A Ginger Rogers older than we are accustomed to seeing her, looks aged and brittle. She plays Carlotta Marin, an applauded stage diva lording in regal dominance over her domain. Her wan, defeated husband, Brian Mullen, portrayed by Reginald Gardner, endures all, only too well aware that he plays lackey to his domineering wife. He defines himself as a "hitchhiker" along for the ride, an impotent passenger seated in his wealthy wife's glory train.

Van Heflin puts out a good performance as the successful Broadway producer Peter Denver, contending with his volatile, demanding star "Lottie" Marin. Gene Tierney, as Iris, Heflin's wife, is delegated to the background, given little to do in the movie other than serve as the understanding, patient helpmate.

Enter the seemingly na?ve waif, Nancy Ordway, played by the former child actress Peggy Ann Garner, who engineers to insert herself into this mix of the Broadway elite. She announces her ambition to be a famous writer but this is far from her real agenda. She's a manipulating, conniving little gold digger and none of these worldly Manhattan sophisticates can even sniff out her game. This is where the logic of the plot unravels. Wouldn't someone with the professional stats and savvy of a Broadway big-shot producer like Peter Denver scope out a conniver like Nancy? The gullibility level of this crowd is to a one?an improbability.

George Raft, as the voice of the law, Det. Bruce, is not given much to do but play the authoritative investigator.

All in all, the movie no great event, still provides an hour or so of agreeable entertainment.

a worth while watchReviewed byryancmVote: 8/10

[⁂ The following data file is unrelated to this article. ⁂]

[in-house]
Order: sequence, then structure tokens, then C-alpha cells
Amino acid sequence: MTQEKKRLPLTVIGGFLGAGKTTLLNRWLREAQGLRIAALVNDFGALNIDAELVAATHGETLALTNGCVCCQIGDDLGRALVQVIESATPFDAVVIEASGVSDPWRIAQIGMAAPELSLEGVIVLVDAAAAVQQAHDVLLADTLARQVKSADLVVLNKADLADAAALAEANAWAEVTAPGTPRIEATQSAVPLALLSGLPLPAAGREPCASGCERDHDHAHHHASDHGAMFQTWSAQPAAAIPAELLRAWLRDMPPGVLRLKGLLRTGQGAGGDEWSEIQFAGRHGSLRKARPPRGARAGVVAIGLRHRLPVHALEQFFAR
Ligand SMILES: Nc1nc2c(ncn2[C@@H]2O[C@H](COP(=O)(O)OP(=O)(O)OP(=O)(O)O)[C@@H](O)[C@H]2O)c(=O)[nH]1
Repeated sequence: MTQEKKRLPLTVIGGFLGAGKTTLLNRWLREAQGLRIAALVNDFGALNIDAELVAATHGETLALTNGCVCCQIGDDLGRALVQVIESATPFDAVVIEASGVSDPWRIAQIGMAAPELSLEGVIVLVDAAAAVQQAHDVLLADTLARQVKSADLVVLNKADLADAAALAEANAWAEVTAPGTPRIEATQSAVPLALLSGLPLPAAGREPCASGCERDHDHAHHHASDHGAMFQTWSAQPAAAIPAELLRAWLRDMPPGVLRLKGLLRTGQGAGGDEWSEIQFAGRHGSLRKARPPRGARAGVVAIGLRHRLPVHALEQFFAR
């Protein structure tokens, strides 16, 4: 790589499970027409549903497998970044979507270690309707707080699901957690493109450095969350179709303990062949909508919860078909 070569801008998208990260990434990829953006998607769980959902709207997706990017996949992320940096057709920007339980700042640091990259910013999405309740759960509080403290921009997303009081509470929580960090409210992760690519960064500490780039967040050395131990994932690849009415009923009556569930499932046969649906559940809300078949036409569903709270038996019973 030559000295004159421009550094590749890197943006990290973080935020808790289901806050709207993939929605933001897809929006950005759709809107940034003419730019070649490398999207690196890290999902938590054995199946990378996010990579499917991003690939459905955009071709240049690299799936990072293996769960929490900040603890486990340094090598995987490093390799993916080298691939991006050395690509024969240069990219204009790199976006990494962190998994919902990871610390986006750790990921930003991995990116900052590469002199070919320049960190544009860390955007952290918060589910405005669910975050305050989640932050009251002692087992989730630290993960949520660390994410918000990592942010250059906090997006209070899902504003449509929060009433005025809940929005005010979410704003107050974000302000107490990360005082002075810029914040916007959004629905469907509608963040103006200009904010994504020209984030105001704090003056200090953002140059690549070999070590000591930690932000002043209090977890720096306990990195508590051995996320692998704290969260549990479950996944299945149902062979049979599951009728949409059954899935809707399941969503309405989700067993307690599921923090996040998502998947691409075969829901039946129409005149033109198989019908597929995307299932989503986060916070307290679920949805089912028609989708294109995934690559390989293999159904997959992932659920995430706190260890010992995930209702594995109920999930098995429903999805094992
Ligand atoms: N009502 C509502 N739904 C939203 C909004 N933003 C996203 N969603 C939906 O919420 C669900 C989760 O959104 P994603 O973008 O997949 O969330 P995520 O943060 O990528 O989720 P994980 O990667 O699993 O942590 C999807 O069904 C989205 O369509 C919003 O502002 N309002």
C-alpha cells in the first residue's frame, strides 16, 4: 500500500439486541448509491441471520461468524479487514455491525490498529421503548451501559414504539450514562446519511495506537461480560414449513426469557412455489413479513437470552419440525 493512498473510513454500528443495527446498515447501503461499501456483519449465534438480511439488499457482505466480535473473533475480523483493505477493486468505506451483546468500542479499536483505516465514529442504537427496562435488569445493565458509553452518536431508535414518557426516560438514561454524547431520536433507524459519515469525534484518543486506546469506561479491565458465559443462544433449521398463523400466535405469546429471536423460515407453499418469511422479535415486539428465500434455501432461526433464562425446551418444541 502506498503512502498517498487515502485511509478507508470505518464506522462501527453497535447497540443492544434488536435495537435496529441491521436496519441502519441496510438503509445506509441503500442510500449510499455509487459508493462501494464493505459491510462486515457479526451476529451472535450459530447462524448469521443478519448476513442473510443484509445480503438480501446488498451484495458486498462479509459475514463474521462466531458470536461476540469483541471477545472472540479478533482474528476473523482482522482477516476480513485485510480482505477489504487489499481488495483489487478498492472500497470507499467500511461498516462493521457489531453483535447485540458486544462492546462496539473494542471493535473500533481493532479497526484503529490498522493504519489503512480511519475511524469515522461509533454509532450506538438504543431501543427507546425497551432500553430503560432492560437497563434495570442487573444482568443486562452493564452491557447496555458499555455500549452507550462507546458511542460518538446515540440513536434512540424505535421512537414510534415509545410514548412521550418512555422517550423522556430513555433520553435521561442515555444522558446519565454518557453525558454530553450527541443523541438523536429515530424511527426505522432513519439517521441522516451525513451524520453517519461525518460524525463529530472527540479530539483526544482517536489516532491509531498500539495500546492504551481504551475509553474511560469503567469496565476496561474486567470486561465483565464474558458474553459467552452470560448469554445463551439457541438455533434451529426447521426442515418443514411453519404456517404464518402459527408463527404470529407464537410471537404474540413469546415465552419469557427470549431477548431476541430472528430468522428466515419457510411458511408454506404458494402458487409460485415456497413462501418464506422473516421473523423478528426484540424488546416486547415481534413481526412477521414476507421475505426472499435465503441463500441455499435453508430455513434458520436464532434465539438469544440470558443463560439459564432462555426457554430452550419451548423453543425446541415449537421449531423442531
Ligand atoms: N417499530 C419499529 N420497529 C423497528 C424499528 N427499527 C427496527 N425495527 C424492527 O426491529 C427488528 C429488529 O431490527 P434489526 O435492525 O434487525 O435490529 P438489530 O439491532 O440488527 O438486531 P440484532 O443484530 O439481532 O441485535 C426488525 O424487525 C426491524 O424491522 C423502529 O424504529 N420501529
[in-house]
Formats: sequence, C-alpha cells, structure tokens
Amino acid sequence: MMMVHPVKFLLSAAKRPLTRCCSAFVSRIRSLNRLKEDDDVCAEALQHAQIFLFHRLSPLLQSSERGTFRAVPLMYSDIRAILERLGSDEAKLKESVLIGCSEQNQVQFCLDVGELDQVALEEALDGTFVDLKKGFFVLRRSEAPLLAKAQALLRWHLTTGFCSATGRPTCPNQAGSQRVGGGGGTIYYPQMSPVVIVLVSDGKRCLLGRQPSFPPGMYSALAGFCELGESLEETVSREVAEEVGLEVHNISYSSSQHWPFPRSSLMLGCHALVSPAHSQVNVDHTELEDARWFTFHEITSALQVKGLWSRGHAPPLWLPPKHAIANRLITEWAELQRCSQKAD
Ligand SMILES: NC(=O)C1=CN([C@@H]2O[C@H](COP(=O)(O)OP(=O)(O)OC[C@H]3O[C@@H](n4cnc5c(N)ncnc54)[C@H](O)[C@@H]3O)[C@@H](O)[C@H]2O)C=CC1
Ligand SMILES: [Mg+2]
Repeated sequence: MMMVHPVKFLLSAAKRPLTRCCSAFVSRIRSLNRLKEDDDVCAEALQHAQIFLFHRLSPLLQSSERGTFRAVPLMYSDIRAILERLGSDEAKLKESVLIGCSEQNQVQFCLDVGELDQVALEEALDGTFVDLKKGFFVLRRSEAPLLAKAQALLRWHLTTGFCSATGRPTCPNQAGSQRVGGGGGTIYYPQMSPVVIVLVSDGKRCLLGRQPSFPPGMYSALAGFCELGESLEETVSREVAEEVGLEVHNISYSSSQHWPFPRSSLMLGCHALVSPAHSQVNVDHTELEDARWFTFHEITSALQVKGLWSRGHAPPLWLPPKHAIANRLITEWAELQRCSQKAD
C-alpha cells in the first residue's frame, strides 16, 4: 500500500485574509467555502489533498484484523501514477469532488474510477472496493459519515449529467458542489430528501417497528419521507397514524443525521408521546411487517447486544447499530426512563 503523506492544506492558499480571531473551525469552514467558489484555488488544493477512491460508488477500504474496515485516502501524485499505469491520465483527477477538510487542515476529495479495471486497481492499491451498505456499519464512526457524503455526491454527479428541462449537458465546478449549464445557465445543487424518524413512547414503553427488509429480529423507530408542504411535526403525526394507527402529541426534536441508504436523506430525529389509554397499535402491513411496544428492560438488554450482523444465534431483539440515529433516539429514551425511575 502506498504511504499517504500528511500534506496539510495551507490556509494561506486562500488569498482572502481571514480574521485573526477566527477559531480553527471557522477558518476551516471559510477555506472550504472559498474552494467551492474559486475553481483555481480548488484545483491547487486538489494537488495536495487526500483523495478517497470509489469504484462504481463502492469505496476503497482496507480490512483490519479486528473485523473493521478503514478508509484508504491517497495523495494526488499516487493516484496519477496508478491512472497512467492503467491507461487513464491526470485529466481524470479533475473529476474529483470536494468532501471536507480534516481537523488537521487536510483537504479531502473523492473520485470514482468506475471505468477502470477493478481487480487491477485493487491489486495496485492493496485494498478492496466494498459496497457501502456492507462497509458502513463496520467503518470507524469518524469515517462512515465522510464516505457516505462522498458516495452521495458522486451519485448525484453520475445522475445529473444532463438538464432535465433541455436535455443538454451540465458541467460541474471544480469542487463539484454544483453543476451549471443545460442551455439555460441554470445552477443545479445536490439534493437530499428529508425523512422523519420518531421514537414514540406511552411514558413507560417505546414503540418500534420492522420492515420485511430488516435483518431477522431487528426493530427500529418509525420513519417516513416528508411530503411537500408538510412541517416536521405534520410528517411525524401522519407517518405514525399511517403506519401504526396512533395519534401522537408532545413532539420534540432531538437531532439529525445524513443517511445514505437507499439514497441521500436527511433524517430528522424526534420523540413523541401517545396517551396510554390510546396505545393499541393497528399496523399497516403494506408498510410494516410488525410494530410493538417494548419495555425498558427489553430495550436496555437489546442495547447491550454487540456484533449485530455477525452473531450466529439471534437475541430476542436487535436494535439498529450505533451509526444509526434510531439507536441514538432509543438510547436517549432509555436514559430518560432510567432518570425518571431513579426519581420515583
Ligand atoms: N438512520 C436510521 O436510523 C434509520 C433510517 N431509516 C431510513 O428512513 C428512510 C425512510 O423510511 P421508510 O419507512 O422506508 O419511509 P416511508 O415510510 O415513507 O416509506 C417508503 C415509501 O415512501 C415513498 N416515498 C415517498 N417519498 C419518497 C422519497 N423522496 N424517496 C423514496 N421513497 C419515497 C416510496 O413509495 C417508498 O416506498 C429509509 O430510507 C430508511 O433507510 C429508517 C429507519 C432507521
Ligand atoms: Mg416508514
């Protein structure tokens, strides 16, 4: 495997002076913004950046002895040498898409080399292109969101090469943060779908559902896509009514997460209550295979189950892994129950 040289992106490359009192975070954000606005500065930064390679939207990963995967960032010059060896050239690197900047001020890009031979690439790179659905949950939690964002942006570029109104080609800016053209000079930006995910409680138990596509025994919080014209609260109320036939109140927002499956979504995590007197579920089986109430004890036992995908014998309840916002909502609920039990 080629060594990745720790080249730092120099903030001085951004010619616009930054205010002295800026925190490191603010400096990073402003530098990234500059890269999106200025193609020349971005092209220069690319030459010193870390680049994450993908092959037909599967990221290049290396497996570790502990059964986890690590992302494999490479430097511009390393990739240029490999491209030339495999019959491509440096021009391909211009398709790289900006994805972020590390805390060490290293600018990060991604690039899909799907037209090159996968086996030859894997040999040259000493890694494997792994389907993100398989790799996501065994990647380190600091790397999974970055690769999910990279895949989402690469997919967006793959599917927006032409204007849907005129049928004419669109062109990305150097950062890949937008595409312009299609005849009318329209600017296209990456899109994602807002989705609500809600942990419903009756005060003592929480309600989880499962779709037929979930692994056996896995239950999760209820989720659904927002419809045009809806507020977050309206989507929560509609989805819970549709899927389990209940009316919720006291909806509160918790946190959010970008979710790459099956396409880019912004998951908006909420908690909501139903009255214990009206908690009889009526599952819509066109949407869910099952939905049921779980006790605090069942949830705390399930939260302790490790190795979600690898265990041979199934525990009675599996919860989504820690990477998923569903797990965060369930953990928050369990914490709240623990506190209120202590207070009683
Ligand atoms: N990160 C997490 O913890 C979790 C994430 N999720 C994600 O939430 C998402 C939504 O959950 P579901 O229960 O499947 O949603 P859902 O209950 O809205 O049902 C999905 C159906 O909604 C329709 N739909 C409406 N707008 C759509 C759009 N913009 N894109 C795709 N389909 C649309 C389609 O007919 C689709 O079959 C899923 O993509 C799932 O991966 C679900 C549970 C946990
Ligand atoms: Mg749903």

Now on DVD, 1954's BLACK WIDOW is a handsome, intriguing and enjoyable whodunit. Filmed in the glory days of CinemaScope and stereo sound, this is what Fox did at its best. Their scope films from THE ROBE on should all be released on DVD. BLACK WIDOW stars Ginger Rogers, Van Heflin and Gene Tierney. Peggy Ann Garner is the "new" girl in town with aspirations to become a writer. As luck would have it her Uncle happens to be an actor in a show produced by the Van Heflin character and then things start to get sticky. A small drawback is the use of so many interiors with fake backgrounds and some static blocking of scenes, something like a stage play. Other than that the picture rocks with twists and turns with some good acting by some old pros. Ginger Rogers (probably not unlike her real self) is wonderful as an aging diva. Van Heflin is properly perplexed in an undemanding role. Gene Tierney still looks good, but doesn't have much to do. Peggy Ann does very well as the center of attention. Virginia Leith, a Fox contract player, is awesome in her few scenes. She should have made more films. A nice bit is turned in by an unbilled Mabel Albertson, and a very nice performance by a Hildy Simms helps the plot along. People writing about this should NOT do any spoiler alerts as I was surprised as to who did Peggy Ann Garner in. A wonderful transfer and two short but interesting specials on Gene and Ginger. A very insightful commentary makes this a disc to have. Now Fox has to release some other titles of the same era such as NO DOWN PAYMENT; WOMEN'S WORLD; IN LOVE AND WAR; and UNTAMED.